Background: Urinary bladder cancer is an important health concern in developed countries, particularly for men, among whom incidence is 3-5 times greater than in women. Vitamin D is thought to protect against cancer at many sites. However, to our knowledge, no studies have examined the association between serum vitamin D and bladder cancer.

Methods: Within the ATBC Study, a randomized controlled trial conducted to determine the effects of α-tocopherol and β-carotene supplements on cancer incidence, 250 bladder cancer cases were randomly sampled by month of blood collection such that there were 25 cases included from each month with 25 cases total from June - August because fewer blood collections were conducted during the summer months. Controls were sampled from ATBC study participants who were alive and cancer free at the time the case was diagnosed and were matched 1:1 with cases on age at randomization (± 1 year) and date of blood collection (± 30 days). Conditional logistic regression was used to estimate odds ratios and 95% confidence intervals of bladder cancer by a priori categories of baseline serum 25-hydroxy vitamin D (<25, 25 - <37.5, 37.5 - <50, ≥ 50 nmol/L).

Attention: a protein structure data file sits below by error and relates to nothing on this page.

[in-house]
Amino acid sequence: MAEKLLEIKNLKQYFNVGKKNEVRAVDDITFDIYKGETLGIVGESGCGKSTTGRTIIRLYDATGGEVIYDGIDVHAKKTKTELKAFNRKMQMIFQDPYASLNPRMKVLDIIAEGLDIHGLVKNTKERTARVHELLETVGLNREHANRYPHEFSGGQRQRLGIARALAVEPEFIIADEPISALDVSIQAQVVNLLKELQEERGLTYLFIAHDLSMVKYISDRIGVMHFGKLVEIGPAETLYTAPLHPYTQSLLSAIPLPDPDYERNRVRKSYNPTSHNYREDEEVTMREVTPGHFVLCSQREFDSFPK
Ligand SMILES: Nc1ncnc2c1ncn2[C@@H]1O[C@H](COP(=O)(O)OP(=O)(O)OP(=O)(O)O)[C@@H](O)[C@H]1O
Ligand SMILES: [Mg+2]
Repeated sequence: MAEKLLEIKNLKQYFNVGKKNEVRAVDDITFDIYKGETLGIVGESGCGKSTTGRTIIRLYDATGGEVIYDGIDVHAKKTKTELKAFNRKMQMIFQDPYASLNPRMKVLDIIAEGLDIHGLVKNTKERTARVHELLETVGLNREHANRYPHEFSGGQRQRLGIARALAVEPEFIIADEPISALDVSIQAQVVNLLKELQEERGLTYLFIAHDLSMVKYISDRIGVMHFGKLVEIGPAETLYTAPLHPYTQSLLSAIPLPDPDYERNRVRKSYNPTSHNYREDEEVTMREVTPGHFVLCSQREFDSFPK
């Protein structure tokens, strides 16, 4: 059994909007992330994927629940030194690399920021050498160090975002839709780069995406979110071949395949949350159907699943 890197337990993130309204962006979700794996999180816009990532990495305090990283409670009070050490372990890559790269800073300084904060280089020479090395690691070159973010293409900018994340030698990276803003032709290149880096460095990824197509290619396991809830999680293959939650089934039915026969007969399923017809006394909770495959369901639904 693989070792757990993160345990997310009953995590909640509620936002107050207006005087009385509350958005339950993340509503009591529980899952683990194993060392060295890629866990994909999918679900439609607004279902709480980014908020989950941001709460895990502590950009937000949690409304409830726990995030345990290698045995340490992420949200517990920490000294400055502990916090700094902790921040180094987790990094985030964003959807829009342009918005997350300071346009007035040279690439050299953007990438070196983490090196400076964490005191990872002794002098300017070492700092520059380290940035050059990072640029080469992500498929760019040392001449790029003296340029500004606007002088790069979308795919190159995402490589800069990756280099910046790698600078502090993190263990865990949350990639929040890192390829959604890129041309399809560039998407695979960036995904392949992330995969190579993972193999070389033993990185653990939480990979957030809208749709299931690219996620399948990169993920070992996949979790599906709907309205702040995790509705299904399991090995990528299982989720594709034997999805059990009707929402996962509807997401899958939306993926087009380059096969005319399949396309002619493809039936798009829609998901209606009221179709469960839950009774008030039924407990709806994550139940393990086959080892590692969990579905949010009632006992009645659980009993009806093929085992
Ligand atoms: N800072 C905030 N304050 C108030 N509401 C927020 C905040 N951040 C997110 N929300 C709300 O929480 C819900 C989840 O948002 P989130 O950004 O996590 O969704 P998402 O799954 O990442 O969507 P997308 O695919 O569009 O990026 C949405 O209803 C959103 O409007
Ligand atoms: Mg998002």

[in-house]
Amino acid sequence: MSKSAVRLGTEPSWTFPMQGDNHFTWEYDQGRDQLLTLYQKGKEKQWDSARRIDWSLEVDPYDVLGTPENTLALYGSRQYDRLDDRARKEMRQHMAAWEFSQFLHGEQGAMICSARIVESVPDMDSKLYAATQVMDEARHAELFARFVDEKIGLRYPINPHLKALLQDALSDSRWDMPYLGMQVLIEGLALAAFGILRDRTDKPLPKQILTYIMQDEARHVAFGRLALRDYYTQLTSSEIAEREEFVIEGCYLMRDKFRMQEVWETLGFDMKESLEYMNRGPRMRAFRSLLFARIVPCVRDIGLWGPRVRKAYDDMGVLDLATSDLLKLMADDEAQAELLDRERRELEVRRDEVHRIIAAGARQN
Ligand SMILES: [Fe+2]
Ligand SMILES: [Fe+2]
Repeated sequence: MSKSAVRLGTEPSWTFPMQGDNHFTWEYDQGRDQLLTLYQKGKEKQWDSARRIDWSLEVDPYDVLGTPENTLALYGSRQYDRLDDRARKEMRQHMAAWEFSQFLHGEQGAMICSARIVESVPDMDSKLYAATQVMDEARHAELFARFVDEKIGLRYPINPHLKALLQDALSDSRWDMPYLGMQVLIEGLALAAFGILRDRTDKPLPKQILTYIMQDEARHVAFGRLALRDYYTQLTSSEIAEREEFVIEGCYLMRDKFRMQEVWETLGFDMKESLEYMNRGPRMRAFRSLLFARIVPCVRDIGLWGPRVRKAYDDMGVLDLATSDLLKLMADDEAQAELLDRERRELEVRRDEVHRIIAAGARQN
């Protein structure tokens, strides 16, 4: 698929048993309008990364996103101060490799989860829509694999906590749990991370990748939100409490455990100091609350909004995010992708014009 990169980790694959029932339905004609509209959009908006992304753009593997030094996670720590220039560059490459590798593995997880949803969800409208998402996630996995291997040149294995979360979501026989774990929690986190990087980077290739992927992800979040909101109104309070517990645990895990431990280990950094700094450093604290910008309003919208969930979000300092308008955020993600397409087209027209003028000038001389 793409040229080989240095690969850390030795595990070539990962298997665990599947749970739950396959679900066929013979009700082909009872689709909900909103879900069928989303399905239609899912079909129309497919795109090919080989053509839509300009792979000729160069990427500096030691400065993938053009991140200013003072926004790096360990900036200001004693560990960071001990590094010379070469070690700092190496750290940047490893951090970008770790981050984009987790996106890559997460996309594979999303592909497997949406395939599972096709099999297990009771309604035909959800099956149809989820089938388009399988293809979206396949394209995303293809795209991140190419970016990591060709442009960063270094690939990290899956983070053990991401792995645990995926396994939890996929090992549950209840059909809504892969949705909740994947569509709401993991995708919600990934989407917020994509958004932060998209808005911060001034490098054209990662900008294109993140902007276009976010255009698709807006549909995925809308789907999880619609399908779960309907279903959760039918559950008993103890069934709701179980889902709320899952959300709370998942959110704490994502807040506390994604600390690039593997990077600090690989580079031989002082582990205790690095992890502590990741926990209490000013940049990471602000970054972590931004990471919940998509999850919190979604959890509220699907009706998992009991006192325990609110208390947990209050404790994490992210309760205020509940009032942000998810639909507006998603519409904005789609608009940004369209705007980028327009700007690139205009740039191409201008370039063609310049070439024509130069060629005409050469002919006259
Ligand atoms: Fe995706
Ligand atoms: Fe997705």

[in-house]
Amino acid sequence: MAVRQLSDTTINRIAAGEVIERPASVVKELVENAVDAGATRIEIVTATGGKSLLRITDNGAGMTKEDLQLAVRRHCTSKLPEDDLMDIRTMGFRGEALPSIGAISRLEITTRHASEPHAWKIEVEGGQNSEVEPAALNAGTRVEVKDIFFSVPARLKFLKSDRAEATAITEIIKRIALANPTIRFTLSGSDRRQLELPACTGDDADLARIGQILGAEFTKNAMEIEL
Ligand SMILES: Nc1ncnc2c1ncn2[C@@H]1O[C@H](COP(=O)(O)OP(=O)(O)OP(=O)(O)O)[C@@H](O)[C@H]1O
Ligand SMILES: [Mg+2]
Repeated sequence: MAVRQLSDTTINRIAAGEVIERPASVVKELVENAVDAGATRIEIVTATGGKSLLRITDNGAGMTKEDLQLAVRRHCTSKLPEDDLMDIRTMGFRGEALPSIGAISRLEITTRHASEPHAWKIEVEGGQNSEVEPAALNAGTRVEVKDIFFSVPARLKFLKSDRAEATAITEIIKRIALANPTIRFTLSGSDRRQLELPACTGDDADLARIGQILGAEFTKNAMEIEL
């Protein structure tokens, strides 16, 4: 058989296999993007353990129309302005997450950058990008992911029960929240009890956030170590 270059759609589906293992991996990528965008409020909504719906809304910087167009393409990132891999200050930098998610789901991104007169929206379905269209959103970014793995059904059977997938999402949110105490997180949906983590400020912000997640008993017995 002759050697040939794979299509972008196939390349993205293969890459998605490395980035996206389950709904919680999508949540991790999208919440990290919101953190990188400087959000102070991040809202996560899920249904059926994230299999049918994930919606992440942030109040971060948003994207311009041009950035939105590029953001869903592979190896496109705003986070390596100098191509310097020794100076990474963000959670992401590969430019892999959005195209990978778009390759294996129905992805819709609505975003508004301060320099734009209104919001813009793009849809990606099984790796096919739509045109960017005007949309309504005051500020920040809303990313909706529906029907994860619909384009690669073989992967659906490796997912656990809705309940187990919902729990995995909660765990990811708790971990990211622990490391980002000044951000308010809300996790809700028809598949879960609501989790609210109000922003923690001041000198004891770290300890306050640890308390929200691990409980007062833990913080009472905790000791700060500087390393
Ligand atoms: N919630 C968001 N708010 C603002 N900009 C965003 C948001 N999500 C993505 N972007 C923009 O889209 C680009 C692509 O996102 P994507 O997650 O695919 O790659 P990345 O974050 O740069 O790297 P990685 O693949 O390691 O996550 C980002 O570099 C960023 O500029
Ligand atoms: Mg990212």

Results: After multivariable adjustment, lower serum vitamin D was associated with a statistically significantly increased risk of bladder cancer (OR, 95% CI vs. ≥ 50 nmol/L; 37.5 - <50 nmol/L: 2.04, 1.13 − 3.70; 25 - <37.5 nmol/L: 1.90, 1.07 − 3.35; <25 nmol/L: 1.83, 1.06 − 3.14; p-trend = 0.03), although the risk did not appear to increase with progressively lower vitamin D levels. Rather, men in any category of serum vitamin D below 50 nmol/L were at approximately two-fold risk compared to men with serum vitamin D ≥50 nmol/L (OR, 95% CI: 1.91, 1.20 − 3.04; p value = 0.006). Although the results were not statistically significant, there was a suggestion that the vitamin D - bladder cancer association was stronger among men who smoked less, were not assigned to the α-tocopherol intervention arm, or whose blood samples were obtained during the sunnier months.

Conclusion: In this population of male smokers, lower vitamin D was associated with an increased risk of bladder cancer. Future studies should examine this association in other populations, especially women and non-smokers. Replication in a larger sample may clarify possible subtle effect modification by smoking, season, and intake of other nutrients.

Citation Format: {Authors}. {Abstract title} [abstract]. In: Proceedings of the 101st Annual Meeting of the American Association for Cancer Research; 2010 Apr 17-21; Washington, DC. Philadelphia (PA): AACR; Cancer Res 2010;70(8 Suppl):Abstract nr 2799.